Originally focused on traditional Greek food, the Taste of the Danforth festival has become a mixture of the wide variety of cuisines that the neighbourhood offers. On my first visit to the festival this summer, I was unsure about whether I would be able to find something vegetarian for myself to eat. There were many Greek restaurants set up on the street selling spanikopita, and an Indian restaurant offering samosas.
I knew that most of the Greek restaurants in the area serve vegetarian dishes on their menus, but I didn’t see that being offered to the street crowd. I ended up going into a Greek takeout place to get a veggie pita and Greek fries. It was good, but not really worth waiting in line for.
Marissa, a recent vegan and long-time vegetarian, had a similar experience when she attended the festival this summer: “I only really got to see what was available on the Friday evening, but there was very little choice that I found. Everybody has souvlaki and spanikopita, which I’m sure are great, but I’m also sure that they’re not vegan. I wound up getting a table at The Friendly Greek. They had a vegetarian meal on their menu – it was rice, roasted potatoes, and salad. Decent, but I felt like I was missing out on the “Greek” part of the meal.”
When asked if she would go back, she said that she would because she enjoyed the atmosphere and it was still something fun to do on the weekend.
Something that both Marissa and I wondered was why the vegetarian restaurants on the street weren’t participating, or if they were, where were they? To answer these questions, I spoke to three vegetarian-friendly businesses: The Big Carrot, Dukem Ethiopian Restaurant, and Tea Tree Cafe & Eatery. All of these businesses are listed with the Toronto Vegetarian Association.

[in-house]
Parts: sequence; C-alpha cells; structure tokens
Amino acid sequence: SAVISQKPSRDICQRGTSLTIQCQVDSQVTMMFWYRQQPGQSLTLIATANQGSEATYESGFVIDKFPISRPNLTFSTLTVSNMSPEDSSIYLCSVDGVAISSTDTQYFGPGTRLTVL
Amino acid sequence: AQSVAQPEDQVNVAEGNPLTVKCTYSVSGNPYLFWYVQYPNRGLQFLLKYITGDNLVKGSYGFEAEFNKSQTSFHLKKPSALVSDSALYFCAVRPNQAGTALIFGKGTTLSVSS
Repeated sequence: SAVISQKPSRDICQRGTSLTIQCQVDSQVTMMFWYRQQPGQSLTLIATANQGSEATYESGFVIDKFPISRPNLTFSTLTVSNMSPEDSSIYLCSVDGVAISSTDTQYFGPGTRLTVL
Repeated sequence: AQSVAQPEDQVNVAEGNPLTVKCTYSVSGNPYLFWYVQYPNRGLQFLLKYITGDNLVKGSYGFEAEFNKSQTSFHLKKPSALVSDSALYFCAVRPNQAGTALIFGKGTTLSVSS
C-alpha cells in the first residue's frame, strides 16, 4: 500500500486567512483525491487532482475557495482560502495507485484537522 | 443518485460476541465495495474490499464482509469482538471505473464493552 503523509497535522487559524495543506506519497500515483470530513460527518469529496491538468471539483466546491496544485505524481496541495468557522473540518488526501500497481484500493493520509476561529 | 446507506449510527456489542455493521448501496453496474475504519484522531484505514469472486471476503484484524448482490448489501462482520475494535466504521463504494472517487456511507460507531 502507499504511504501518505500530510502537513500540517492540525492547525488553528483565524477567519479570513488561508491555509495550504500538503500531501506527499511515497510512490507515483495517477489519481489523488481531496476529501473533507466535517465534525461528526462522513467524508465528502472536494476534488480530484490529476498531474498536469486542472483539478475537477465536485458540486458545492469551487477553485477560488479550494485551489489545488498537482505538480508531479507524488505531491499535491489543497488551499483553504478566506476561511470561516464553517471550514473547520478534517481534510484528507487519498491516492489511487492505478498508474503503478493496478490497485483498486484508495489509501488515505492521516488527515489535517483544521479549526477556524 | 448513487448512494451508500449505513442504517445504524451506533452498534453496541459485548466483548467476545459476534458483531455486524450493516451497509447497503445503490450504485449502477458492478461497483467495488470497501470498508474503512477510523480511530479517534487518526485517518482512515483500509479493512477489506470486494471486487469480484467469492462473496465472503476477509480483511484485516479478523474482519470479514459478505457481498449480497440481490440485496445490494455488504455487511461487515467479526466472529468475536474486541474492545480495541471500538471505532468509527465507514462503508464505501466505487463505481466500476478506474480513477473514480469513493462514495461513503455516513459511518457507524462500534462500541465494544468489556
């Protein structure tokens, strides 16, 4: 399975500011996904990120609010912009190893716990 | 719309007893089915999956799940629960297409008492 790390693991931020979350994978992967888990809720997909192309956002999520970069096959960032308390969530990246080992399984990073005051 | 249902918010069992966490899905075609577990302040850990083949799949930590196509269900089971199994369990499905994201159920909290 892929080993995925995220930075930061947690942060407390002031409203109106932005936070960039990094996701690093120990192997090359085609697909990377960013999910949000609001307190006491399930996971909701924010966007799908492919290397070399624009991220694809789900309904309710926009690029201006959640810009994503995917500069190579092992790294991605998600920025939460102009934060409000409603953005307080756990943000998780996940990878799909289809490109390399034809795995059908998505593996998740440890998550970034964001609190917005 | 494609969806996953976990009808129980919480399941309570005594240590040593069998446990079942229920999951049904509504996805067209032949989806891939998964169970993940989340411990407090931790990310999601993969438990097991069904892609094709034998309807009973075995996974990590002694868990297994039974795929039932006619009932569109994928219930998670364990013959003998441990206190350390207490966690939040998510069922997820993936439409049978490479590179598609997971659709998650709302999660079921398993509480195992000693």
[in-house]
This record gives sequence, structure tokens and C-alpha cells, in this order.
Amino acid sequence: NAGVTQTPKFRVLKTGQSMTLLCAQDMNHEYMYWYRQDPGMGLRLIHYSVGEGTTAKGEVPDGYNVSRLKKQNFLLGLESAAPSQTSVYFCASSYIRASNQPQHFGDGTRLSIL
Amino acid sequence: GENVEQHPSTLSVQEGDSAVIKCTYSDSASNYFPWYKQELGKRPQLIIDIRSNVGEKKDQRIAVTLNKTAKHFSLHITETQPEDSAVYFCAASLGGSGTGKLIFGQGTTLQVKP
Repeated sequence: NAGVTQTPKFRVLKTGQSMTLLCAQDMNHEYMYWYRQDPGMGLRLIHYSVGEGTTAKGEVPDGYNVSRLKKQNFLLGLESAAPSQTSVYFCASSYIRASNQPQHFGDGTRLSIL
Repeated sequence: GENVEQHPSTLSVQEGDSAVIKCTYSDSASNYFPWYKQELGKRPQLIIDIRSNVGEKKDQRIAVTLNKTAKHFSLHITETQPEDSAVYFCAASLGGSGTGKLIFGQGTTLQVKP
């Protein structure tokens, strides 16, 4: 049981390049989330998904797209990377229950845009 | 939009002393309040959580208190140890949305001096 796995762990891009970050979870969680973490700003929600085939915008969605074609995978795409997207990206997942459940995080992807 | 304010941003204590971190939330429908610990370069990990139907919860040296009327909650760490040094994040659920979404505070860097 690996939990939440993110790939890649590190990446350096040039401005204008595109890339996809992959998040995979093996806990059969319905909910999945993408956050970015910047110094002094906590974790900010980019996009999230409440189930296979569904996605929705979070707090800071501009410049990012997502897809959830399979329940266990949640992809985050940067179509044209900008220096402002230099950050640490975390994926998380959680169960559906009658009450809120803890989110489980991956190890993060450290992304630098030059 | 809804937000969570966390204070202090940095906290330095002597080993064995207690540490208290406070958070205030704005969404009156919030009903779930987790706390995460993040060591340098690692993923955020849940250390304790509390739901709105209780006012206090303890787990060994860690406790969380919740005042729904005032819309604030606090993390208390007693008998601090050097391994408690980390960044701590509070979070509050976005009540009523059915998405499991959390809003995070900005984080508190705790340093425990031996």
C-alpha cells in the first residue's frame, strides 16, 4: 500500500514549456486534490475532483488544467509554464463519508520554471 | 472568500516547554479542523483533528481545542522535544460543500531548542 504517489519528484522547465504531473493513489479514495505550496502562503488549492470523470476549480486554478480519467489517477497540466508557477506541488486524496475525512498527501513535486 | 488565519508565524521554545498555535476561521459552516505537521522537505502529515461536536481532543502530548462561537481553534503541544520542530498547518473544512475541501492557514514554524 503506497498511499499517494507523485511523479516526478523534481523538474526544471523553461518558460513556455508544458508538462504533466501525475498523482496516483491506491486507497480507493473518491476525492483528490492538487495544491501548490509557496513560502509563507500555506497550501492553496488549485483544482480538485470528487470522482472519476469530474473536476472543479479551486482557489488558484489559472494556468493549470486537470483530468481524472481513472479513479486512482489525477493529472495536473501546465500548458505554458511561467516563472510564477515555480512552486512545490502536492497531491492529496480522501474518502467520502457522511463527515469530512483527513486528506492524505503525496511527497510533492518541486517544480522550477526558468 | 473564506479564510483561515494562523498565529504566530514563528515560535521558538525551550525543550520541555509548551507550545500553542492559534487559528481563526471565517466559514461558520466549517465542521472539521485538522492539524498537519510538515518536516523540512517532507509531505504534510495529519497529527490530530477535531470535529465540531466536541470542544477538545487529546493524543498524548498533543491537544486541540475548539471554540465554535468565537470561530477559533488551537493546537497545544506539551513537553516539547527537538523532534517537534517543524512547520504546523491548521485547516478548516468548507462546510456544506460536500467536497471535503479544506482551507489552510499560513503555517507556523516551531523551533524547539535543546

The Big Carrot
According to The Big Carrot, their business has always participated in the festival. In the beginning they tried to offer their own unique vegetarian street fare but they found that, although popular, mini pizzas and shrimp kebabs took more effort than they were worth. More recently they have been selling organic smoothies and ice cream cones. “We find that while our store sales suffer over that weekend due to no parking and crowding issues, it is still important to participate and take advantage of the street presence and let the masses know that we exist, otherwise your business gets lost in the crowds. We just don’t do the labour intensive stuff anymore. It’s not worth it.”
Tea Tree Cafe
Erin Pim, the proprietor of Tea Tree Cafe, had a slightly different experience with the festival. Because her restaurant is located east of Jones Avenue it is not within the festival limits, but this did not prevent her from benefitting from the increased traffic. She used this to her advantage by offering discounts and free vegan cupcakes with purchases to get people to try her fare.
Outside of the festival, people come to her cafe because they are looking for a healthy alternative on the Danforth. When I asked why she chose to start her business in the area, she explained that it was a good space in a good neighbourhood. The Danforth community was the place that best fit her criteria.
Dukem Ethiopian Restaurant
Despite its strong Greek roots, the neighbourhood supports new businesses that find their niche and participate in the festival. Such was the case with Dukem Ethiopian restaurant. After opening six years ago, Dukem has made the Danforth their home. Dukem invites festival-goers to their open house where they can experience authentic Ethiopian cuisine and the famous coffee ceremony. They find that people at the festival are often looking for a variety of cuisines and are open to more than just Greek food.
As in many cultures, Greek celebrations are heavy on the meat, so it isn’t exactly realistic to expect Greek restaurants to cater to vegans and vegetarians at the festival. But for those who still wish to participate without eating meat or animal by-products, options are there, though you may have to look beyond Greek food to find them. Next summer, I plan to try out the full range of what the Danforth has to offer, and won’t limit myself by seeing the area as exclusively Greek.